Plow and plod through the 22 chapters of Revelation, the final and most confounding book of the Bible, and Pastor Jonathan MacKinney expects mysteries will remain mysteries and deep questions about end times will go unanswered.
“Whole books have been written just on the question of how to approach this book,” says the pastor of Chandler Bible Church, who has taken his own stab at it by writing “Revelation Plain and Simple.” He wants to demystify the book about end times, featuring such famous fixtures as the Four Horsemen of the Apocalypse, the seven-headed beast of Satan, a lake of fire, the seven seals and the turning of the moon to blood.
The Revelation of St. John, or the Revelation of Jesus Christ, can be viewed as a macabre, disjointed stream of events, a litany of symbolism and sights that have spawned scholarly careers in eschatology and filled the rooms of libraries. But MacKinney likens Revelation to a Tom Clancy novel with characters, incredible conflicts and the sense “you just have to hang on for dear life.”
The Apostle John offers that he was on the island of Patmos when amazing things were revealed to him about “what is now and what will take place later” (Rev. 1:19).
“The biggest myth is that it can’t be understood by everybody,” says MacKinney, who drew from a series of 42 sermons on Revelations in 2004-05 to compile the book that is rich in personal, contemporary stories to illustrate complex passages of the controversial book. Some pastors intentionally avoid tackling Revelation. “I was scared of the book like many guys are,” he says. And because it is so full of cryptic events, open to so many interpretations, it is often left out of pastors’ sermon plans.
He doesn’t embrace what’s called dispensationalism, which has been described as a belief that the church is a “parenthesis in God’s dealings with the Jews,” with gentiles given favor over the Jews. The idea says that God’s continued favor of the Jews will be revealed after the “Church Age” (or dispensation), “when the Jews will be restored to their land and will own Jesus as their Messiah.”
MacKinney does not believe Revelation is laid out in chronological order, or in the concept of the “pre-tribulation rapture that all believers will be removed from the Earth before the time of troubles.”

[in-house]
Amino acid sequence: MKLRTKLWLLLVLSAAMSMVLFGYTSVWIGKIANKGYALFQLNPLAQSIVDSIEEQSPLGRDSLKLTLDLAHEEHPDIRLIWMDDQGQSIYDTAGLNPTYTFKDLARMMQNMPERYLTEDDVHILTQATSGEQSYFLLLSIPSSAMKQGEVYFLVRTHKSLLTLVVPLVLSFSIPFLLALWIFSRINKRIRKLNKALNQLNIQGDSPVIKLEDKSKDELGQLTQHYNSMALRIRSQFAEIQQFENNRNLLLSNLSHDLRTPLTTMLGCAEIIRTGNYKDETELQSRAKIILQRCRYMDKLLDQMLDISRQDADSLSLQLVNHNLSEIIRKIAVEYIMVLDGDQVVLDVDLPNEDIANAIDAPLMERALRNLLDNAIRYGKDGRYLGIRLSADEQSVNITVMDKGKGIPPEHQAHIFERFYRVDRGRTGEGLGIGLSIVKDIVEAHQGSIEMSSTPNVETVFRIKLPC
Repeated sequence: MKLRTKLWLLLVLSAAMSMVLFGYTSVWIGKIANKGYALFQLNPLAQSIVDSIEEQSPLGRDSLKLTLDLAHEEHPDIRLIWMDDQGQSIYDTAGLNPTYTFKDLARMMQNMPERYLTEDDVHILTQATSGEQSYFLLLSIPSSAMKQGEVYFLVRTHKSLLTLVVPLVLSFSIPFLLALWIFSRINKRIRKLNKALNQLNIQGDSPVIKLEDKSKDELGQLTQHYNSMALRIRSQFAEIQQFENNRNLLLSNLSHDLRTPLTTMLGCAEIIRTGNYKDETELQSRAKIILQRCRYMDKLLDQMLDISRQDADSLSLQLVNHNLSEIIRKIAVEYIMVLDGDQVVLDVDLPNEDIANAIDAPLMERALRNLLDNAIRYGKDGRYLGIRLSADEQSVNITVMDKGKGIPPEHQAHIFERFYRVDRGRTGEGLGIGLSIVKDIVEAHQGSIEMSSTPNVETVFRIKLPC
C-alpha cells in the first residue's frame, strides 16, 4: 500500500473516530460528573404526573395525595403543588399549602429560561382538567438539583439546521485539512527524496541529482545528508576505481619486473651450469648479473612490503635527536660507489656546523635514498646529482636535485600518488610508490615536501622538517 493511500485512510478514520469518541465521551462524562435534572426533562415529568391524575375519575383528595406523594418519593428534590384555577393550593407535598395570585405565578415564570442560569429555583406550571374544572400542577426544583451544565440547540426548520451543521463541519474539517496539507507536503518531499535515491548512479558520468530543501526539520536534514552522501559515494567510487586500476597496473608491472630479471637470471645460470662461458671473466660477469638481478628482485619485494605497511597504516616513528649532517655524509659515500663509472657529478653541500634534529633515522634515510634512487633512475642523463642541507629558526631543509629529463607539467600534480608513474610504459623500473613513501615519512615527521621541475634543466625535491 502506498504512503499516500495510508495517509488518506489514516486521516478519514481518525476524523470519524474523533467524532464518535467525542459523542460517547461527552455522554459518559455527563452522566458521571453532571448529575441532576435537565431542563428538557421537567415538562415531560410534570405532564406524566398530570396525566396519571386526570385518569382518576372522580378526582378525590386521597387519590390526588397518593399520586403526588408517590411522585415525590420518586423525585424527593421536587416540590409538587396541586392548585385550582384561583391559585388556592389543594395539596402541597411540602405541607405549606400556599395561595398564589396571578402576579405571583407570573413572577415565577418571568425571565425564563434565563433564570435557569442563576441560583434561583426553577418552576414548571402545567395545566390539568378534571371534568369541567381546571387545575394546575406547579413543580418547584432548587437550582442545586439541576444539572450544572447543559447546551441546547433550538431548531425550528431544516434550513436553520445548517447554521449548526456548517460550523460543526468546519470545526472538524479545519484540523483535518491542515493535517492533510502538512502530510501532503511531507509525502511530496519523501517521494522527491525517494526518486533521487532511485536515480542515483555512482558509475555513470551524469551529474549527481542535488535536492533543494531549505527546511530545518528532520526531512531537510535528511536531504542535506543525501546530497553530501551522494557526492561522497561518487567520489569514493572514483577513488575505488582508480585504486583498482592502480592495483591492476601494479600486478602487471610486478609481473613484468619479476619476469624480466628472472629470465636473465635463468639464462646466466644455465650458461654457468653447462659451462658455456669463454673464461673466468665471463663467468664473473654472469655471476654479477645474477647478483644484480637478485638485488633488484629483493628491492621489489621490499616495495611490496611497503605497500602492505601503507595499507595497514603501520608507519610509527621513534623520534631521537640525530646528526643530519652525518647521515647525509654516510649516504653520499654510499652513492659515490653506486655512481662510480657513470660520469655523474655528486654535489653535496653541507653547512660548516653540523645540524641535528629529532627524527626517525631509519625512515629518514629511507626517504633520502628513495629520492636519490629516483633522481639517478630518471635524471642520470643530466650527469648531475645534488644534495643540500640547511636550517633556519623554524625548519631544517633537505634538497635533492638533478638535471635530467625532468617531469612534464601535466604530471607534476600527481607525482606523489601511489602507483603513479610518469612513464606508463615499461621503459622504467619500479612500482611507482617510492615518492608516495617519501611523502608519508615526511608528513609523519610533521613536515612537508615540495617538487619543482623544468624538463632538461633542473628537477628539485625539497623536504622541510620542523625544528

“The Book of Revelation reveals more to us than the details of future events,” writes the 53-year-old pastor. “It reveals the character and the nature of God in time for us to respond to that character and nature.”
MacKinney worked from original Greek text and the New International Version translation.
Saying he has been a believer since age 5 and a believer that the Bible is inerrant, MacKinney has been fascinated by how often people look at world events and try to match them with accounts of Revelation. “I’ve had people telling me that Russia was this or that the Antichrist was (former Egyptian President) Anwar Sadat or (ex-U.S. Secretary of State) Henry Kissinger.”
He recalls his Christian high school teacher confidently telling how Jesus’ return “is just around the corner.” Other say it will be Dec. 21, 2012, when the Mayan calendar is believed to run its course, he says.
“I have no idea what goes on next year,” he says, adding that he is convinced, however, that once bona fide events foretold in Revelation take place, “it will be clear.”
His book’s cover features a drawing of the face of Christ encased in a diamond. “The Book of Revelation is really the revelation of who Jesus is, what God is — his character, his mercy, his grace, his righteousness and his awesome power.”
MacKinney calls the book the “constant revelation of God,” where people today have an “escape hatch” from judgment — Jesus Christ. “You may have to die because of that faith, but I guarantee you that at the end, it is really good.”
People should stop being afraid of the book written against the backdrop of the Roman persecution of Christians beginning with the Emperor Nero, he said. “I am no longer afraid of it because it is a message, a message of tremendous comfort for people who have put their faith in Jesus Christ, even if they are going to kill you.”
“Revelation Plain and Simple”
by Jonathan MacKinney
485 pages, Xulon Press, $23.99
Signing 1 p.m. to 3 p.m. Oct. 28 at Amazing Grace Christian Store, 8830 S. Kyrene Road, Tempe.